Insolvency and Bankruptcy Code (IBC) was established in 2016 to consolidate insolvency resolution process for Limited Companies, individuals, Limited Liability Partnerships (LLPs) and partnerships. With this government showed its intention to create a mechanism to put the insolvency resolution process on fast track. The basic aim of the code was that let the resolution emerge with the status of the firm as a going concern, any action towards the closure of the firm would jeopardise the organisational resources and would kill the firm.
The Insolvency and Bankruptcy Board of India (IBBI) was established as a regulatory body under the Insolvency and Bankruptcy Code, 2016. At the same time two adjudicating authorities Debt Recovery Tribunal for Partnerships and individuals and to National Company Law tribunal (NCLT) was established for Limited Liabilities Partnerships and companies. With one blow government not only ensured that certain laws are overridden but also repealed many obsolete laws. This step was really in the direction of ease of doing business. With a stringent norm of 270 days (180+90 days) resolution the Code was hailed by Indian as well as global community including the World Bank and IMF. IBC was in fact instrumental in giving fillip to propel India’s rank by 30 places in ease of doing business.
This framework was expected to overcome the deficiencies of liquidation and allow companies to revive without stringent formalities. The general perception about IBC was it would help creditors to resolve the problems of bad loans in effective manner t the same time facilitate practical solution to the debtors.
To set the ball in motion ,Reserve Bank of India identified 12 major cases such as Essar Steel, Bhushan Power and Steel etc. into the IBC process in June 2017. They had an outstanding claim of Rs.3.45 lakh crores in total and liquidation value was paltry at around 21% i.e. Rs. 73,220 crores. RBI also released another list of 26 defaulters in October 2017. Picture looked satisfactory with average recovery rates crossing 40% around September 2018 which was highest in the decade. It was a big boost when the apex Court upheld the constitutional validity of the Insolvency and Bankruptcy Code 2016 in its “entirety”. But the overall recovery till date including that of the major 12 cases is dismal due to various reasons.
Let us review the status of cases of IBC.As the data published by IBBI overall 2542 cases were filed till end of September 2019. Out of the total 2542 cases 86 cases have been closed/settled or on appeal while 587 cases went for liquidation and 156 cases are gone for approval for resolution and 116 cases stand withdrawn. Around 400 cases pertain to Real Estate and Construction activities which are reeling under pressure. If one apples time parameter ,around 850 cases are pending for more than 180 days out of which 535 cases are pending for more than 270 days.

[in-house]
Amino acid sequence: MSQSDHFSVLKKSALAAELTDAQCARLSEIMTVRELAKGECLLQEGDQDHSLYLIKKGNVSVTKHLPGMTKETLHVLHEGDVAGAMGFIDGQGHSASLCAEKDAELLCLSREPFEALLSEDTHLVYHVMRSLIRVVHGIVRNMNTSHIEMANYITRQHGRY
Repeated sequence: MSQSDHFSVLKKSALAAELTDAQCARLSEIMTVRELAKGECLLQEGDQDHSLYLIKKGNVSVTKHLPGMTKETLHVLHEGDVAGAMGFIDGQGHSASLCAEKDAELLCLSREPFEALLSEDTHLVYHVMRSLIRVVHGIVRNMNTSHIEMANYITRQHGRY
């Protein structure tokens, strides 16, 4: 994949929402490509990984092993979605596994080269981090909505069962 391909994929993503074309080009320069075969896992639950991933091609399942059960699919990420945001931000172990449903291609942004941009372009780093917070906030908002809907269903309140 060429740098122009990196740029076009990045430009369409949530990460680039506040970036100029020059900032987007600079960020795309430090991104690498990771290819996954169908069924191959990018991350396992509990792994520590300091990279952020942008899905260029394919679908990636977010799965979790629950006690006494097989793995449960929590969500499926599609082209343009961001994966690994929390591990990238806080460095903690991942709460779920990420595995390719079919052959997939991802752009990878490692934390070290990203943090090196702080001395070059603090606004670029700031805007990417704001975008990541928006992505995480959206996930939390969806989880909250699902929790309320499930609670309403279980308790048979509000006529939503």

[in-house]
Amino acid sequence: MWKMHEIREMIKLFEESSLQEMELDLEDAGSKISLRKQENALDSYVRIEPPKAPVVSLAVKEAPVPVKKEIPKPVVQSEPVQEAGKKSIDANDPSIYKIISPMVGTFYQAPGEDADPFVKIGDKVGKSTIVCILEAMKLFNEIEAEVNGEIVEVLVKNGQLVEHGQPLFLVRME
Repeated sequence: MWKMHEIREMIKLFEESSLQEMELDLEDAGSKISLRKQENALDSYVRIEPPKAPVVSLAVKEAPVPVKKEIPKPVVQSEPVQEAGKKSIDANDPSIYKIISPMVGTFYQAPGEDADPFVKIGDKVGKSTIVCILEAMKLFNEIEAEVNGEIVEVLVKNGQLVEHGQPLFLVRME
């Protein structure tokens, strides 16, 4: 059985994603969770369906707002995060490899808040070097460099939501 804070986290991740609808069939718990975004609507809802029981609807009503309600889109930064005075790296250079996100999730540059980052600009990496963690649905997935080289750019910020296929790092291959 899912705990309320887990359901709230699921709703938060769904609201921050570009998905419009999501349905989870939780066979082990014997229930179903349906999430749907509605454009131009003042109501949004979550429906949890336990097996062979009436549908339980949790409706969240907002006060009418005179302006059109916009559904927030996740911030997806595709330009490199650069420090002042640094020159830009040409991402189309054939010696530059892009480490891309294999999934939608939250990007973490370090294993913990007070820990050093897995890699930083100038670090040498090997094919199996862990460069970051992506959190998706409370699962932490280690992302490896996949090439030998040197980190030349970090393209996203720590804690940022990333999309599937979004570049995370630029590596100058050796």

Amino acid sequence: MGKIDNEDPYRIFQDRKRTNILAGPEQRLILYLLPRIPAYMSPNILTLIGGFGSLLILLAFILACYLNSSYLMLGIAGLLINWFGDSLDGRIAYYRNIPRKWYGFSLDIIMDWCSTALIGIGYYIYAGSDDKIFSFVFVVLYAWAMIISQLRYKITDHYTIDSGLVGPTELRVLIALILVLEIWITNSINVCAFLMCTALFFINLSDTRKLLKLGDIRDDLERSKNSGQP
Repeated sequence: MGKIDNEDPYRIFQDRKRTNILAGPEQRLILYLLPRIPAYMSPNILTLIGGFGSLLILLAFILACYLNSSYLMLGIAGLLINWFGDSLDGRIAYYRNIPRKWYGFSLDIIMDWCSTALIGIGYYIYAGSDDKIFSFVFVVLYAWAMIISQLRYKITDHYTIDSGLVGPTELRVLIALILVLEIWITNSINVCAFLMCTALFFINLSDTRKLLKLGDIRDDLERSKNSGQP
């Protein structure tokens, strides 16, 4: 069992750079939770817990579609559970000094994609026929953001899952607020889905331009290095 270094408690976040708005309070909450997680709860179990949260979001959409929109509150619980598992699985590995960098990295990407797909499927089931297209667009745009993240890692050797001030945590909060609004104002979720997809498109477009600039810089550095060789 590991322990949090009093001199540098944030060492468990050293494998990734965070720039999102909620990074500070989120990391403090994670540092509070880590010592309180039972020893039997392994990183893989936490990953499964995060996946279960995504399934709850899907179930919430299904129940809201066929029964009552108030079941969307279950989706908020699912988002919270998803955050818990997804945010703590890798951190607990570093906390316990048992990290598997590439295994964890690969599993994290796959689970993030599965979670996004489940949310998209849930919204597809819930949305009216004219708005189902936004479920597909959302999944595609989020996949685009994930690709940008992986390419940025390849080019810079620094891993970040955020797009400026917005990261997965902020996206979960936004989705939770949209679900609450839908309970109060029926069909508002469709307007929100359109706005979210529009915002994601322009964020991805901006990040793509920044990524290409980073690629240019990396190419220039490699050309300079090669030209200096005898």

The resolution path had been far from satisfactory after the initial momentum. Lots of frivolous objections were raised by the promoters as well as operational creditors in various matters, leading to long legal battle. Add to the agony is the shortage of the judges in the tribunals. Such state of affairs prompted government to have a relook at the provisions of IBC. When it comes to government departments and the proceedings under IBC, it’s full of surprises. In one case a government company looking for Bank Guarantee to bid, had to lose out the deal for the delay in approval by the bankers.
At this backdrop, the Government introduced new amendments to IBC, which was passed in both houses of the parliament this year. It provides room for resolution to be completed within 330 days instead of 270 days, and if any case is pending over 330 days, then it has to be resolved within next 90 days. The new amendment puts a mandate that the decision under IBC is binding on all the government agencies which are notoriously inactive during the proceedings and harassing the victims. It also made a pragmatic step by allowing merger/acquisition plan as a part of resolution process. Another positive feature of the new amendment is that it restores the home buyers’ status as financial creditor. In case where a debt is owned by a class of creditors (home buyers) beyond a specified number, financial creditors will have a say in the resolution process through an authorised representative in the committee of creditors (CoC). Another feature of this amendment is that it allows financial creditors to have priority in the distribution process and it restored their power of decision making in liquidation of the debtor. Thus the new amendment addressed the issue of time limits, it provided relief to operational creditors by recommending higher amount of pay-outs and set the rule for group of financial creditors.
In a way IBC is beneficial as a social measure which empowers the employees and avoid insolvency or liquidation by adopting timely rescue. But when the whole issue is continuity and time being essence of business so success depends on how fast the engine is allowed it to run with the necessary ammunition by the government.
- UDAY TARDALKAR
CORPORATE CONSULTANT AND TRAINER